This required the use of sophisticated software-based modelling techniques for sub arrays, currently being developed by Martin Audio (pic 3). This allowed Pardoe to demonstrate that manipulating the drive signal along the sub array, from its centre to the ends, could broaden out the beam to exactly the right coverage pattern. A significant benefit of this single cluster approach was that the 'power alley' created by widely spaced left/right sub arrays was totally absent. The low end was remarkably smooth over the whole of the field. What was equally impressive was how the system maintained this controlled coverage character right to the back.
The delay system comprised three arrays of 16 x W8LC, tilted downwards to sharply cut off at the back of the field. Each array was augmented by eight WLX subs, again driven in a somewhat unusual cardioid configuration, in order to yield excellent forward projection required without rear leakage.
The W8VDQ compact, three-way system, which combines line array and differential dispersion technologies, made its festival debut when two were used for infill behind the mix position. They provided plenty of SPL, yet their diminutive size did not obstruct the video screen directly above them.
Turning a sophisticated system design into a successfully executed job requires commitment, cooperation and a willingness to work around the last-minute changes that are inevitable with a project of this size. CBA Associates' and RG Jones' experience of previous Glastonbury Festivals was complemented by Capital Sound Hire's extensive touring experience with Longbow systems (which were provided for Glastonbury from their own fleet). Finally, Martin Audio's detailed system design and prediction facilities combined to provide a system that met spec in an easily controllable manner.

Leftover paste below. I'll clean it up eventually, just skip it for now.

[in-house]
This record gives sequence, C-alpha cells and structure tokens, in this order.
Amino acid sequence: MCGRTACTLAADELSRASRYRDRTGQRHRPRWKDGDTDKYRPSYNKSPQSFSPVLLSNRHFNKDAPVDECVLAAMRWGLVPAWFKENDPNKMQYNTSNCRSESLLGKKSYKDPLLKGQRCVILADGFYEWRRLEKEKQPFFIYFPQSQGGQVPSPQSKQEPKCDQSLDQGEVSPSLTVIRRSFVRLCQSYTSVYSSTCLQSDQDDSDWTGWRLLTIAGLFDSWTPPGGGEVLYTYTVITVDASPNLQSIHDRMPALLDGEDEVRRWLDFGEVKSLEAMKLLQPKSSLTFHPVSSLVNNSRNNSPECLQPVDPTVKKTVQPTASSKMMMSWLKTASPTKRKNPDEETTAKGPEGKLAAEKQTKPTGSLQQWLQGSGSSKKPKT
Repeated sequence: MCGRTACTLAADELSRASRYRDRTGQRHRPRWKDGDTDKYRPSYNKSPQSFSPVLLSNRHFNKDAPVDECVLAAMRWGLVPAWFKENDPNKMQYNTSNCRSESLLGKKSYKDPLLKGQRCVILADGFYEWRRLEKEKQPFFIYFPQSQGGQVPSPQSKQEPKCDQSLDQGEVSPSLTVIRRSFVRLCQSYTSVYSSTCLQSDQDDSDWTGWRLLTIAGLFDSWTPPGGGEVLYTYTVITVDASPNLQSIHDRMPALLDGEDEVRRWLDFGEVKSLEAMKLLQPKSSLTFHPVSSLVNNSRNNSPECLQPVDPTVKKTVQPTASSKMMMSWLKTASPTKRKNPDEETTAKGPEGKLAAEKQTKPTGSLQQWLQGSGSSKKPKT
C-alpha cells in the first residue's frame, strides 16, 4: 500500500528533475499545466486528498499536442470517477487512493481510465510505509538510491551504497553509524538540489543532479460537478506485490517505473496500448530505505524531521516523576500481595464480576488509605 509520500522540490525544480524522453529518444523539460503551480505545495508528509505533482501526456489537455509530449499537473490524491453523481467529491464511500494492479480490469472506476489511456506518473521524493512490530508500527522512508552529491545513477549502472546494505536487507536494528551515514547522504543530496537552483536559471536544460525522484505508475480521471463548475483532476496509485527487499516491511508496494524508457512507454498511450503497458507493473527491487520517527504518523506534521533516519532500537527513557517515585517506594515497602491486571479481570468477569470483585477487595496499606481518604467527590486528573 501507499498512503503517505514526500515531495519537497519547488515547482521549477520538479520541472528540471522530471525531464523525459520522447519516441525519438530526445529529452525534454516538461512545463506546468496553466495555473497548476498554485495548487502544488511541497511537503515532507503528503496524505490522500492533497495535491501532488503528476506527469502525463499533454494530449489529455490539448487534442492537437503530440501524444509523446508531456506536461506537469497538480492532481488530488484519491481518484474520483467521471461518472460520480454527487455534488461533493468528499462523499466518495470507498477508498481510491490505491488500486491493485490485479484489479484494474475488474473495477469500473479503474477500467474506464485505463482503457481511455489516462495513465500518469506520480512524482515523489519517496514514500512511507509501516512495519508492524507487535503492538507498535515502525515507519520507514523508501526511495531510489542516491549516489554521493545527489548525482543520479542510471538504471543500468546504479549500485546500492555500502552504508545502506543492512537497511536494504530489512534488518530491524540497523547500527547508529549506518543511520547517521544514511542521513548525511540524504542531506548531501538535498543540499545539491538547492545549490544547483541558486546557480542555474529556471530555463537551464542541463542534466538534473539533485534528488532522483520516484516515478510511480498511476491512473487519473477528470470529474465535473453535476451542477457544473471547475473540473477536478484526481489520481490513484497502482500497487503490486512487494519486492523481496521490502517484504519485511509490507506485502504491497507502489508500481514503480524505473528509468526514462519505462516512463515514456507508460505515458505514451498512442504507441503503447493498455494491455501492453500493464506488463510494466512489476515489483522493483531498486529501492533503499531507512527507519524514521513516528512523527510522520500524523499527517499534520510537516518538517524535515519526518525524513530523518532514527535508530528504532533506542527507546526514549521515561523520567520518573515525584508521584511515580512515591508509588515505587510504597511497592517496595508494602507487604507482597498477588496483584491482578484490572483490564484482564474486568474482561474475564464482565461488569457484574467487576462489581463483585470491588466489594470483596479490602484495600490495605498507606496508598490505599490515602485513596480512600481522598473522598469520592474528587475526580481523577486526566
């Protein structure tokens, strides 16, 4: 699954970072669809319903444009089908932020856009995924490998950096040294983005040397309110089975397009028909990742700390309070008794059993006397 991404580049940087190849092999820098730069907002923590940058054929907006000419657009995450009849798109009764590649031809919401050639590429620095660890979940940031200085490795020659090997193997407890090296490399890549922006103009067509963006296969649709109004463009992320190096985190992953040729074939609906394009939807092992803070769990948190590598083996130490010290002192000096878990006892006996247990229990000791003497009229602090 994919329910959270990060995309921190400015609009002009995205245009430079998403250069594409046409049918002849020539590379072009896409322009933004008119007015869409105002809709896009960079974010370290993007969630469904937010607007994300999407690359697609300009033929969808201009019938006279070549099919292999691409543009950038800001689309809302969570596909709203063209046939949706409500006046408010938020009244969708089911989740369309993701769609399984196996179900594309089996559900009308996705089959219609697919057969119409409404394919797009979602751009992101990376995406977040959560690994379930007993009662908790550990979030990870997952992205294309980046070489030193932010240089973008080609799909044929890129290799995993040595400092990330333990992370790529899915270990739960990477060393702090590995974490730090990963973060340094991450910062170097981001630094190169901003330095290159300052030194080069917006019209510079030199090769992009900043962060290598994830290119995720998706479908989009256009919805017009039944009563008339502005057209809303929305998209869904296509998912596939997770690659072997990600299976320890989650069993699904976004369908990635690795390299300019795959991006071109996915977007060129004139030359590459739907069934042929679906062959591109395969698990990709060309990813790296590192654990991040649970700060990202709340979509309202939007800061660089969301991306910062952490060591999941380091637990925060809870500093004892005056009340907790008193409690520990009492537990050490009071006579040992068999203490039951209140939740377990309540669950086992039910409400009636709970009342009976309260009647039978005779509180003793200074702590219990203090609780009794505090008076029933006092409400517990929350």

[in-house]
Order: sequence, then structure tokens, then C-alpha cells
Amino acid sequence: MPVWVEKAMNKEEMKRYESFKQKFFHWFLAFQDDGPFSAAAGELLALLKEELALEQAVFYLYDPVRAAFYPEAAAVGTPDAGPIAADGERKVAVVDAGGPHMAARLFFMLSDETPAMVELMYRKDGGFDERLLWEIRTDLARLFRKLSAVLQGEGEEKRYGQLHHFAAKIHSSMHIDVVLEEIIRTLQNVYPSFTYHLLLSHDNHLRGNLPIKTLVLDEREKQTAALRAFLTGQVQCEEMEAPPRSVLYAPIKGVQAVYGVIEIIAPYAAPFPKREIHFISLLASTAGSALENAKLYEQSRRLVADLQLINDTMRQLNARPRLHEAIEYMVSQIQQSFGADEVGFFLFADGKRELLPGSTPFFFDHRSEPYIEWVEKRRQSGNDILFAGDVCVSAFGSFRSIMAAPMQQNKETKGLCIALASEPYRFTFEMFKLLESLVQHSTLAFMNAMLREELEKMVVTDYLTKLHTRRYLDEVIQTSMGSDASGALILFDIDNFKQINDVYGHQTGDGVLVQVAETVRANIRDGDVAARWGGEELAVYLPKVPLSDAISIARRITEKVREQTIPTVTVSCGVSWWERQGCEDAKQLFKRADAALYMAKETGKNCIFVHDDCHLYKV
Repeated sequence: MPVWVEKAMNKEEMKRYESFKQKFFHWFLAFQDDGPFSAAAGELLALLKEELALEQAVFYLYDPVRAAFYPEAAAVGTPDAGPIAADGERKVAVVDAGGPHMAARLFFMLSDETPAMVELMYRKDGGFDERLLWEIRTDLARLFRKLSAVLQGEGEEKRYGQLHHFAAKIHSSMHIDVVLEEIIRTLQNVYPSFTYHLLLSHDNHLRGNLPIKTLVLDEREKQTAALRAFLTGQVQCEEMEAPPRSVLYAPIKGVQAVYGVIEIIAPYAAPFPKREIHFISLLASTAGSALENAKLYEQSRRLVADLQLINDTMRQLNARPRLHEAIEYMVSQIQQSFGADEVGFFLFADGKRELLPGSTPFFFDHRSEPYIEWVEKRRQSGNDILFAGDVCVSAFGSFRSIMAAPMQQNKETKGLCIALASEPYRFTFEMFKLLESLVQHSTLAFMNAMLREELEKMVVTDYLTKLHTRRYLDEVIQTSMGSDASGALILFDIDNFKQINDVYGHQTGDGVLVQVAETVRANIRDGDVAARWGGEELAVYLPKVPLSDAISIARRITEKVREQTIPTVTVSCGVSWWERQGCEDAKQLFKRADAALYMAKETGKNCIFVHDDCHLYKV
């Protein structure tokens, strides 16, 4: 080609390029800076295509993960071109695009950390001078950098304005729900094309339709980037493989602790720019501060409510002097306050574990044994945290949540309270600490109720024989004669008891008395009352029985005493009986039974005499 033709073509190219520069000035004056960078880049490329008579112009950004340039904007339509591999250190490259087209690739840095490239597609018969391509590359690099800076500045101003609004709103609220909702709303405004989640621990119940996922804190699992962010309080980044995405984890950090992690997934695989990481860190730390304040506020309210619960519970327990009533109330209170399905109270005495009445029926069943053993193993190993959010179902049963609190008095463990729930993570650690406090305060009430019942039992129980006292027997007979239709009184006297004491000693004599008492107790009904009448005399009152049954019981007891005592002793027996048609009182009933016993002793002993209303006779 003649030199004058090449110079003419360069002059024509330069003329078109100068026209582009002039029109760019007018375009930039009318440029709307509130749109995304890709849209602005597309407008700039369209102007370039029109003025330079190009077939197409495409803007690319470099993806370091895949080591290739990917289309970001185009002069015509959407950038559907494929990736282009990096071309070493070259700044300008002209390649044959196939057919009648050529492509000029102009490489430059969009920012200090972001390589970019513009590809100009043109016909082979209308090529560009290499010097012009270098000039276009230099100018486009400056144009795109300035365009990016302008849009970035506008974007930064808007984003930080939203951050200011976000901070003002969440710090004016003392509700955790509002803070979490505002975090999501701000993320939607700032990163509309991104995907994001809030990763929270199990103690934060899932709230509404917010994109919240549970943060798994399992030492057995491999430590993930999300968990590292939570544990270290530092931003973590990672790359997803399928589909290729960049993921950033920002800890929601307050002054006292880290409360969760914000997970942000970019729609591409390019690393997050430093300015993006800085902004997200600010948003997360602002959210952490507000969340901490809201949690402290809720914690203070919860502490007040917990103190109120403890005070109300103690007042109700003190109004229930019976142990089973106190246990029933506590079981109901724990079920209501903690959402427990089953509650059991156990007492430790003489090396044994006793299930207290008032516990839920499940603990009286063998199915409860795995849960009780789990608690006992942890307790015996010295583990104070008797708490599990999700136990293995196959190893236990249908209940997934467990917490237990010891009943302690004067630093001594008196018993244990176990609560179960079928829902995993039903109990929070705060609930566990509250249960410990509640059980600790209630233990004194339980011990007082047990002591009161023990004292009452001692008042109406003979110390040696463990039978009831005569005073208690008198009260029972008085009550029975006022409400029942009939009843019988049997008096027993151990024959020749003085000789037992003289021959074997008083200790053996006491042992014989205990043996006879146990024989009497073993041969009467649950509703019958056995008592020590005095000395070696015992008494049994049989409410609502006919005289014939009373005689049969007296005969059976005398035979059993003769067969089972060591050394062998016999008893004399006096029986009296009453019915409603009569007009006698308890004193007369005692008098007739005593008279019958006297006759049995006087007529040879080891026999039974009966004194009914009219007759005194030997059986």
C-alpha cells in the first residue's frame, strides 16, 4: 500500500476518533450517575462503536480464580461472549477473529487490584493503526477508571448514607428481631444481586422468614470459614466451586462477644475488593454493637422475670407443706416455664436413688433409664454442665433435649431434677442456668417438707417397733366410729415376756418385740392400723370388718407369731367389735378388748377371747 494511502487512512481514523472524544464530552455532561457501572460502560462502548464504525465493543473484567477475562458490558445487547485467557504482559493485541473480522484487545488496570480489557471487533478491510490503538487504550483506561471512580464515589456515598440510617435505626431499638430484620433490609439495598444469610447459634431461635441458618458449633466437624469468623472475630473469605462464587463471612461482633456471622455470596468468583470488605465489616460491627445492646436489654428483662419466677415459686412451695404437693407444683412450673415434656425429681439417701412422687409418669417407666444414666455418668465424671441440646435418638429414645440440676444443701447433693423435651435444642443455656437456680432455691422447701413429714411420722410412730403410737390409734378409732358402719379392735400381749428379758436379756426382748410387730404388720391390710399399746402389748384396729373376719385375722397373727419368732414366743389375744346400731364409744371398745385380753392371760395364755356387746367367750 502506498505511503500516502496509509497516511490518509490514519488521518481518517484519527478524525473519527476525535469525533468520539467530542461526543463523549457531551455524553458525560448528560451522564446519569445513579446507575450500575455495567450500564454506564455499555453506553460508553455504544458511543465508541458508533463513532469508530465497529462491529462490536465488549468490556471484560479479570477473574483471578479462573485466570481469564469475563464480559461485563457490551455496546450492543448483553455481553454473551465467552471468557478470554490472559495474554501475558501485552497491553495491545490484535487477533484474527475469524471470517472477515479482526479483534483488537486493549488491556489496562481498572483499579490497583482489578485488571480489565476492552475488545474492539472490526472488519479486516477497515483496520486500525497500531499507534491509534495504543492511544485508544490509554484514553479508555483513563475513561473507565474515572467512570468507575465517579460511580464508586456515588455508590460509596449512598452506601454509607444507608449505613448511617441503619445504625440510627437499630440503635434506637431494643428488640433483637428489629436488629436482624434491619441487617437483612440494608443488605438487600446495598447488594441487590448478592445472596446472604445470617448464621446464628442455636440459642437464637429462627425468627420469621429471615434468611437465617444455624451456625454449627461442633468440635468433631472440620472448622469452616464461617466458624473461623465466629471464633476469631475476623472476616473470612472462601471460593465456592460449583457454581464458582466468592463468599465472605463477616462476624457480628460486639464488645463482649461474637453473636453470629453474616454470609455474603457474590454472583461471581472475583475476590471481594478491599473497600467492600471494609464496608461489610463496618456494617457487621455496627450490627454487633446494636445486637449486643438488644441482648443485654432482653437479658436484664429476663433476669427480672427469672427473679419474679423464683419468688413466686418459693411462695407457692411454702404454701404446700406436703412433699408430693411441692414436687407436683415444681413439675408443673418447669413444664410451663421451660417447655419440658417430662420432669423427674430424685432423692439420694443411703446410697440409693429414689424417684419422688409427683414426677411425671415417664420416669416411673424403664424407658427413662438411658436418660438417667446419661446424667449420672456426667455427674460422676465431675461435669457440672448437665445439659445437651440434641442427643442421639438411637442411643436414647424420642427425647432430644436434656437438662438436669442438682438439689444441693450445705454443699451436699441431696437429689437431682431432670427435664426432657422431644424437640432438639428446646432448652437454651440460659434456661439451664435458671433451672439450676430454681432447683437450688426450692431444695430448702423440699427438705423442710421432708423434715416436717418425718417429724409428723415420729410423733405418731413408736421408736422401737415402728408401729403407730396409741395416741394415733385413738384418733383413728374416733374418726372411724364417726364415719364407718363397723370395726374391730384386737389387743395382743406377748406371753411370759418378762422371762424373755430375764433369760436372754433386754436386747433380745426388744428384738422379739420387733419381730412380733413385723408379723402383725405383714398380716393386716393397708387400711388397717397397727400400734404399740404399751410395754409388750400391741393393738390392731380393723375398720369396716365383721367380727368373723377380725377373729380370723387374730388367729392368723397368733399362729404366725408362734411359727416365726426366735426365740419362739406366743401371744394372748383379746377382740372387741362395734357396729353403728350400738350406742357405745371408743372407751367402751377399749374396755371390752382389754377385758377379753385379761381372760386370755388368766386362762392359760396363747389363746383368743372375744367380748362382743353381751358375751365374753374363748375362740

In fact RG Jones and Capital Sound's well documented ID'd drive systems, plus their adherence to standard Martin Audio user configurations and gain structures, ensured seamless system integration. Mark Edwards and the team from RG Jones plus Ian Colville from Capital Sound provided combined rigging and systems expertise that was second to none.
Summing up, Simon Honywill of RG Jones said, 'Performance was everything it needed to be for a festival of this kind and the design conceived by the guys at Martin Audio proved exemplary.'
Martin Audio sales director Rob Lingfield, added, 'This collaboration was a triumph for the Martin Audio rental network. As much as the combined inventories, it was the pooling of these companies' expertise that was the foundation of the festival's success.'
And Chris Beale agreed: 'Melvin Benn [festival production director] paid very close attention to the system and walked the arena with us, and he's extremely satisfied. We've got a great result, because of the amount of effort that everyone's put in - the thinking and co-operation that's gone on between everyone involved has been really good. And following the weekend, the local authority have declared themselves very happy too, which is great news for the festival.'
Further information from: